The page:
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13. And all thy children shall be taught of Jehovah, And great shall be the perfection of thy children;
14. In righteousness shall thou be established.
No hypocrites are here, no place is left for partial ignorance; for " that which is in part" is " done away," and " that which is perfect is come." All the children of the new Jerusalem are to be immediately and fully inspired, by Jehovah, or, as we may understand the words, "all thy children shall be such as were once on earth, the disciples of Jehovah." He that onCe taught his chosen few to " draw them" to Christ, will now cause them " to know as they are known," and will consummate their perfection. By the righteous execution of all the promises of God, the church will be vindicated in all her rights, and all her members "conformed to the image of the only begotten Son of God." This is the predestinated "fulfilment" or "completion" for which the people of God ace waiting: and of this "the spirit of adoption," now " received," is but " the earnest" and " a first fruits," —the first fruits of this future harvest of heavenly blessedness. Moreover, this state is permanent; the inhabitants of this city fear no evil; —
Be thou far from violence; truly, thou shall not fear it;
Notwithstanding, we learn that there will be an attack meditated, at a certain period, against this "city of the saints:" yet it will be meditated in vain; and there are now no hypocrites in Zion to be afraid.
15. Lo, HE will surely stir up war, but not from me, Whoever warreth against thee shall fall for thy sake. 16, Lo, I have created the workman that bloweth up the coals
into a fire,
And procureth instruments of his work,
17. No weapon that is formed against thee shall succeed,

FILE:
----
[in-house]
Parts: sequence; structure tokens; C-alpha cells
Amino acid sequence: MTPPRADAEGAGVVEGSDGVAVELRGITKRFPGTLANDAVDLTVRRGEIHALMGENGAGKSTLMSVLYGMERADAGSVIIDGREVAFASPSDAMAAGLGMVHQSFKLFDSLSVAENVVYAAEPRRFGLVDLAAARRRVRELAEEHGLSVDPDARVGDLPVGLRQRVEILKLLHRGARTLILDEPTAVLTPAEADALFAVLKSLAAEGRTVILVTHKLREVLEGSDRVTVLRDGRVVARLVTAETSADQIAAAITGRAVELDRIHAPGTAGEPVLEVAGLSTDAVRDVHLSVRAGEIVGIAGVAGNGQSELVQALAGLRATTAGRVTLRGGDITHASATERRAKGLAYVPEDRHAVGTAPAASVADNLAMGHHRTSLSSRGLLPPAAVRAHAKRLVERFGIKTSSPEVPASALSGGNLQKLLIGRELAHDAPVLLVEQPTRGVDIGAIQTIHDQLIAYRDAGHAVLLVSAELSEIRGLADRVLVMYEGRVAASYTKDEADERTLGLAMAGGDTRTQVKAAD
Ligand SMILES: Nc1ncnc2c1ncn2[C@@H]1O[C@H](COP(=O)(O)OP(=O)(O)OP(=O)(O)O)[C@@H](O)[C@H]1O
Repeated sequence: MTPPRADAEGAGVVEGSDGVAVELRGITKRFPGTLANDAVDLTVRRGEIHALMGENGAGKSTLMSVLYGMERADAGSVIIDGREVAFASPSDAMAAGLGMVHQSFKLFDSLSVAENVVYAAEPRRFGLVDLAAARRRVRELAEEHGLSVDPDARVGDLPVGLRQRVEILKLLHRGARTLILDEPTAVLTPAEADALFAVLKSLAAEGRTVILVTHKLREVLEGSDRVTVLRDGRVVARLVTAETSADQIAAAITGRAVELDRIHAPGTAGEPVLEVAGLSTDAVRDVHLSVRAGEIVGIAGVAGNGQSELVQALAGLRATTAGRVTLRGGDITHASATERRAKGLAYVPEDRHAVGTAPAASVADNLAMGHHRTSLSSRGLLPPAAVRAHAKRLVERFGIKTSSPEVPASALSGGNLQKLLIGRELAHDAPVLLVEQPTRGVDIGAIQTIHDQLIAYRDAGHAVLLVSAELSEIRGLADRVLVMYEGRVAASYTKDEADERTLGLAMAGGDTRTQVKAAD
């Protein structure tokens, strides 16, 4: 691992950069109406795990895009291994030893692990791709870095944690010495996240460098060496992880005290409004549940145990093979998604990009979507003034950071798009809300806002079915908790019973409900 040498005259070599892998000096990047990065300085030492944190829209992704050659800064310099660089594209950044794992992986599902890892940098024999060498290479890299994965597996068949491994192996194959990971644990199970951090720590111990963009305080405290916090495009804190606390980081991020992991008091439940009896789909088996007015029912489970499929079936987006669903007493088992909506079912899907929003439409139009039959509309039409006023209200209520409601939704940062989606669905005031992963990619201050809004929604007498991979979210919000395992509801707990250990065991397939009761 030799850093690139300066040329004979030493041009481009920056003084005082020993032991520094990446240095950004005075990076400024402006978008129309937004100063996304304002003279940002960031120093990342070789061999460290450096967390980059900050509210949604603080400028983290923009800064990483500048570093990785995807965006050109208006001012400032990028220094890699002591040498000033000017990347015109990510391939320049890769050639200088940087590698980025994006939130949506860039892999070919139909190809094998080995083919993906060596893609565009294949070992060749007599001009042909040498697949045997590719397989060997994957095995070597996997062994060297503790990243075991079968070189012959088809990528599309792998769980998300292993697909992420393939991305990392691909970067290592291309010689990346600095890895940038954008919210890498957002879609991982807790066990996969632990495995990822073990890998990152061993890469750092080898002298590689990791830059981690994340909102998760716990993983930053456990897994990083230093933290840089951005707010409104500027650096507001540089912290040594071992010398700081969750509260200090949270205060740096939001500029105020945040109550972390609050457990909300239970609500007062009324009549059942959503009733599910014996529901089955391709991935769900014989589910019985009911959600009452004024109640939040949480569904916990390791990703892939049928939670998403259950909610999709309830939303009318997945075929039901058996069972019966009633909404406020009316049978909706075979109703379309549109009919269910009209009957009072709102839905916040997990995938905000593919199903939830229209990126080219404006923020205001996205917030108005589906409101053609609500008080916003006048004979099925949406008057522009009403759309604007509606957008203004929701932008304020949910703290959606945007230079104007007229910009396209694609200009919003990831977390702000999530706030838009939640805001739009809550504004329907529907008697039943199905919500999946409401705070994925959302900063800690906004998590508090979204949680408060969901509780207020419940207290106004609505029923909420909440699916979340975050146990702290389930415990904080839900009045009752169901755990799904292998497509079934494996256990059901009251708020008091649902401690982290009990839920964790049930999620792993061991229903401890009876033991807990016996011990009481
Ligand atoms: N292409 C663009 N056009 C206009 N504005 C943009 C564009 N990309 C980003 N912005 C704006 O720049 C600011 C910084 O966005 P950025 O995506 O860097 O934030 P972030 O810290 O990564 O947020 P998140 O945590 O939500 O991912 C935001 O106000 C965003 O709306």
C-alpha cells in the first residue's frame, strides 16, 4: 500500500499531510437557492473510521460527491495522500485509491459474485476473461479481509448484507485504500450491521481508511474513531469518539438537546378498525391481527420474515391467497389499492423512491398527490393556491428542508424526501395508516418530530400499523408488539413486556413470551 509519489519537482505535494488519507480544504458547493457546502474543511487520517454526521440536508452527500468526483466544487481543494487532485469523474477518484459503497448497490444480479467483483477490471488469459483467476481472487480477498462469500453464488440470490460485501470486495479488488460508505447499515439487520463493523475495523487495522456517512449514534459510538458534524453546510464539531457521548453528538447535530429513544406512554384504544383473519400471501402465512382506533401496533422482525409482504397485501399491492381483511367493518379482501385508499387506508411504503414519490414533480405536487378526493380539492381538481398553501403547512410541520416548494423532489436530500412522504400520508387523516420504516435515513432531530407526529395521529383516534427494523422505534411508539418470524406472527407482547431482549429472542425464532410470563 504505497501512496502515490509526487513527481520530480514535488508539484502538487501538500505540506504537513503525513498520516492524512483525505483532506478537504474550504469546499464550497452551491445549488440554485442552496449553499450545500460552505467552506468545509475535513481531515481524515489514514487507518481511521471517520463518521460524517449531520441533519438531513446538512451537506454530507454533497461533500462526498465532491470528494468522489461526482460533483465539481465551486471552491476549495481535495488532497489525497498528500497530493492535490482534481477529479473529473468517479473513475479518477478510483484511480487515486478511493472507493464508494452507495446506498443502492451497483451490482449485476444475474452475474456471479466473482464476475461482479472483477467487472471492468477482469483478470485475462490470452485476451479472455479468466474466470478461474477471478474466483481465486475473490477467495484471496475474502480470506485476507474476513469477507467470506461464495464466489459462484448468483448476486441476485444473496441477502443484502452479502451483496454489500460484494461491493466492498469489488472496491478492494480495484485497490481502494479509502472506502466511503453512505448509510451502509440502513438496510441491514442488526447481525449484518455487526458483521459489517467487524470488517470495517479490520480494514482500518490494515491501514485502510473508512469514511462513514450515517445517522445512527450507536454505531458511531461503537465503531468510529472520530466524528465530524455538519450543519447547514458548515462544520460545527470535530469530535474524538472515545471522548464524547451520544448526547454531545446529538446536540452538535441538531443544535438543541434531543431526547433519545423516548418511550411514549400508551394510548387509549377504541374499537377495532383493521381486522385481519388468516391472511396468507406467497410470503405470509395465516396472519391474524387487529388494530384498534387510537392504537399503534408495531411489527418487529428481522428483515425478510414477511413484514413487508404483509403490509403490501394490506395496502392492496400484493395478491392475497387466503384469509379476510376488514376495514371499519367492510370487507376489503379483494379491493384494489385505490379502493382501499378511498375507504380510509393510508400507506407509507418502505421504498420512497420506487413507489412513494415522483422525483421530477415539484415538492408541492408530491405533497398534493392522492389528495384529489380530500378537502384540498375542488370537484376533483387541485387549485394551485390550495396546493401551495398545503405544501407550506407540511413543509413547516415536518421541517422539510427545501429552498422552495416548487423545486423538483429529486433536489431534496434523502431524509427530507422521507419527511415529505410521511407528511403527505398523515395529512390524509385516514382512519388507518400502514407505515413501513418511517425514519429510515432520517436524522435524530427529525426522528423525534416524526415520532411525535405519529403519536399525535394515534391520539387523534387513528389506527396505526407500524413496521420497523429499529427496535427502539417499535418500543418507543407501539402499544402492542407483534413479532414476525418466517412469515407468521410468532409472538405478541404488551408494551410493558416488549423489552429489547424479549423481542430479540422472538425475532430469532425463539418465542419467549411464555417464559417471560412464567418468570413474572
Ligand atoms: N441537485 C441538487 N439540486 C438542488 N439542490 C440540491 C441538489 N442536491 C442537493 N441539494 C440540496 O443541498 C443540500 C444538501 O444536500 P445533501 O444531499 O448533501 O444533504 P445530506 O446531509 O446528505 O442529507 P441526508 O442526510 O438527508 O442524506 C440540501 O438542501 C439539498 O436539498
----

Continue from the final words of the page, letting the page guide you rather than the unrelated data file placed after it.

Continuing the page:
And every tongue that ariseth against thee in judgment tliou
This is the inheritance of the servants of Jehovah,
Who this emphatic HE is, a future oracle will explain: no mortal foe. The last enemy of Jerusalem among the nations of the earth had perished on the mountains of Israel at the beginning of the second advent; but this is the great adversary, the devil, or Satan, released—and as it should seem from the oracle I am anticipating, millions with him, whom he hath deceived—and permitted to show once more his impotent and now not feared rage against the people of God. Former enemies of Jerusalem had a commission from God to chastise her for her sins; therefore they had power to injure her. But this is no longer the case; and therefore Satan, though he may be permitted to rage, cannot inspire a fear in the holy city.
The prophecy, according to its wonted manner, again •muTHcs, and evidently places us at the era of the Gospel call. Israel, as appears from the sequel, is particularly
addressed; but these invitations are equally suited t» those among the Gentiles that can receive them. For the blessing of Abraham is now come upon the Gentiles, and to them also has God given repentance unto life. "Repentance and remission of sins" is now, by the great Teacher's order, to be " preached in his name among all nations, beginning at Jerusalem."* The " Gospel," as St. Paul observes," is the power of God unto salvation to every one that believeth; to the Jew first, and also to the Greek." f
1. Ah, every one that thrrstethv
Even he that hath no money,
Ay, come, divide without money,
The free invitation of the thirsty to streams of water, and of the hungry poor to come and feast on delicacies, may be considered as a standing emblem for the Gospel call, to all those that are taught of God to feel their spiritual wants. They are commanded to satisfy their utmost need in the rich and free provisions of a Saviour's bounty. Invited to this feast, as our Lord has taught us in the parable of the marriage supper, the generality of the Jewish nation refused to come. But some would be found poor in spirit, and would be rendered susceptible of a sense of their spiritual wants: —